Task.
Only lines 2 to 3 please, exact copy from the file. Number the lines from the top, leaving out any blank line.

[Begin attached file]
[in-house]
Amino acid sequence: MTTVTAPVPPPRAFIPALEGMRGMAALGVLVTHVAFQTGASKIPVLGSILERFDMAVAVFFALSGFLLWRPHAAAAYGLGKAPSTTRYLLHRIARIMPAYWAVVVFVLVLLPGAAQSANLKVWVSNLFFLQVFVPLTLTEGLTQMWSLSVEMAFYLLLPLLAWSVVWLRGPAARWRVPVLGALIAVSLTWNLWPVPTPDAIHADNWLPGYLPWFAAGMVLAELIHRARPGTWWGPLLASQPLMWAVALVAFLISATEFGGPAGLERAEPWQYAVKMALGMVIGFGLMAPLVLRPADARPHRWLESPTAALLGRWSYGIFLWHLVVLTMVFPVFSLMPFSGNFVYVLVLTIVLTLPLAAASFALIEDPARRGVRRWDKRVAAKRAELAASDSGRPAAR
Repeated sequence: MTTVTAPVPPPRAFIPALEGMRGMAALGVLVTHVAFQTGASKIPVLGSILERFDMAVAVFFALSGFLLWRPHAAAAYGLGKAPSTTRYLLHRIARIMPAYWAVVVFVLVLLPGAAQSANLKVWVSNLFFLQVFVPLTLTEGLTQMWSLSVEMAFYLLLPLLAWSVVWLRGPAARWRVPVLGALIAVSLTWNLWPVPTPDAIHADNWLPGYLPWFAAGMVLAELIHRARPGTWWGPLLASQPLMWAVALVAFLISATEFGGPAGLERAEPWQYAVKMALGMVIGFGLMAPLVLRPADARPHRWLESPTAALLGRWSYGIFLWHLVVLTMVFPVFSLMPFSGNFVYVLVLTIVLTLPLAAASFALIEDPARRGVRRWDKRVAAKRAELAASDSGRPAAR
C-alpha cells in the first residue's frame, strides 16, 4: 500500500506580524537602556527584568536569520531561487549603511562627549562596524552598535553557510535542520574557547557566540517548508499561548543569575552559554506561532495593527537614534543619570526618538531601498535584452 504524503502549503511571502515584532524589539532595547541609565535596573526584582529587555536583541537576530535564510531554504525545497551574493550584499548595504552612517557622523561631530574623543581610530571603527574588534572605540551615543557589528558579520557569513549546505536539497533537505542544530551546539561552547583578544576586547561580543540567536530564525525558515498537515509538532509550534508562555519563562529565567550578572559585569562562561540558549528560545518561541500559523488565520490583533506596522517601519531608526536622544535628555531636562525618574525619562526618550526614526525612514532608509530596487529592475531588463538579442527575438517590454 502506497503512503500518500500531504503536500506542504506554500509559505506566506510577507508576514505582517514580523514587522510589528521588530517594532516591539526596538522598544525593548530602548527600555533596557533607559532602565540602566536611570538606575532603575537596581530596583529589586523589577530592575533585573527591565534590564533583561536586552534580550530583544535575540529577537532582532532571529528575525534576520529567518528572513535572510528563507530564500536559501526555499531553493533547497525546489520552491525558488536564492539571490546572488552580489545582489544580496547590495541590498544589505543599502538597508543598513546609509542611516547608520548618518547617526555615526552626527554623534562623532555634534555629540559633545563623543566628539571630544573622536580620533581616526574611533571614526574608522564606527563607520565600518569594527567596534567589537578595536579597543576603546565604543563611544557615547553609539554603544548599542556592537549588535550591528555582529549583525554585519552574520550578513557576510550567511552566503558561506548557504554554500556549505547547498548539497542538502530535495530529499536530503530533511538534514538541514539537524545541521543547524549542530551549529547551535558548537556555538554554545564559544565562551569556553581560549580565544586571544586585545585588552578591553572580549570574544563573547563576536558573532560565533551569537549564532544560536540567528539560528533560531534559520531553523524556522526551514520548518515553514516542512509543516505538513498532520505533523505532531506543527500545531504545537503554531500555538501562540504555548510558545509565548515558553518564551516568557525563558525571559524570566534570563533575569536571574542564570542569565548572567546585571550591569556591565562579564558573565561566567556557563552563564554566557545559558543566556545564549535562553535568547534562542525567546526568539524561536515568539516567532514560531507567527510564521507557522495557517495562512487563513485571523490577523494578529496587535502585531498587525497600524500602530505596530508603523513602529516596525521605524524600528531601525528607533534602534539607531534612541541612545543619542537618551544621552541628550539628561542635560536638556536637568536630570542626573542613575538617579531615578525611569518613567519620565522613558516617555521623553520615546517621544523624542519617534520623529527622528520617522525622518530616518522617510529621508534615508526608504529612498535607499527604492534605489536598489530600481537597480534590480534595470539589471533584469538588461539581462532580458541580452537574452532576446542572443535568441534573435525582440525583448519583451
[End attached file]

Amino acid sequence: MTTVTAPVPPPRAFIPALEGMRGMAALGVLVTHVAFQTGASKIPVLGSILERFDMAVAVFFALSGFLLWRPHAAAAYGLGKAPSTTRYLLHRIARIMPAYWAVVVFVLVLLPGAAQSANLKVWVSNLFFLQVFVPLTLTEGLTQMWSLSVEMAFYLLLPLLAWSVVWLRGPAARWRVPVLGALIAVSLTWNLWPVPTPDAIHADNWLPGYLPWFAAGMVLAELIHRARPGTWWGPLLASQPLMWAVALVAFLISATEFGGPAGLERAEPWQYAVKMALGMVIGFGLMAPLVLRPADARPHRWLESPTAALLGRWSYGIFLWHLVVLTMVFPVFSLMPFSGNFVYVLVLTIVLTLPLAAASFALIEDPARRGVRRWDKRVAAKRAELAASDSGRPAAR
Repeated sequence: MTTVTAPVPPPRAFIPALEGMRGMAALGVLVTHVAFQTGASKIPVLGSILERFDMAVAVFFALSGFLLWRPHAAAAYGLGKAPSTTRYLLHRIARIMPAYWAVVVFVLVLLPGAAQSANLKVWVSNLFFLQVFVPLTLTEGLTQMWSLSVEMAFYLLLPLLAWSVVWLRGPAARWRVPVLGALIAVSLTWNLWPVPTPDAIHADNWLPGYLPWFAAGMVLAELIHRARPGTWWGPLLASQPLMWAVALVAFLISATEFGGPAGLERAEPWQYAVKMALGMVIGFGLMAPLVLRPADARPHRWLESPTAALLGRWSYGIFLWHLVVLTMVFPVFSLMPFSGNFVYVLVLTIVLTLPLAAASFALIEDPARRGVRRWDKRVAAKRAELAASDSGRPAAR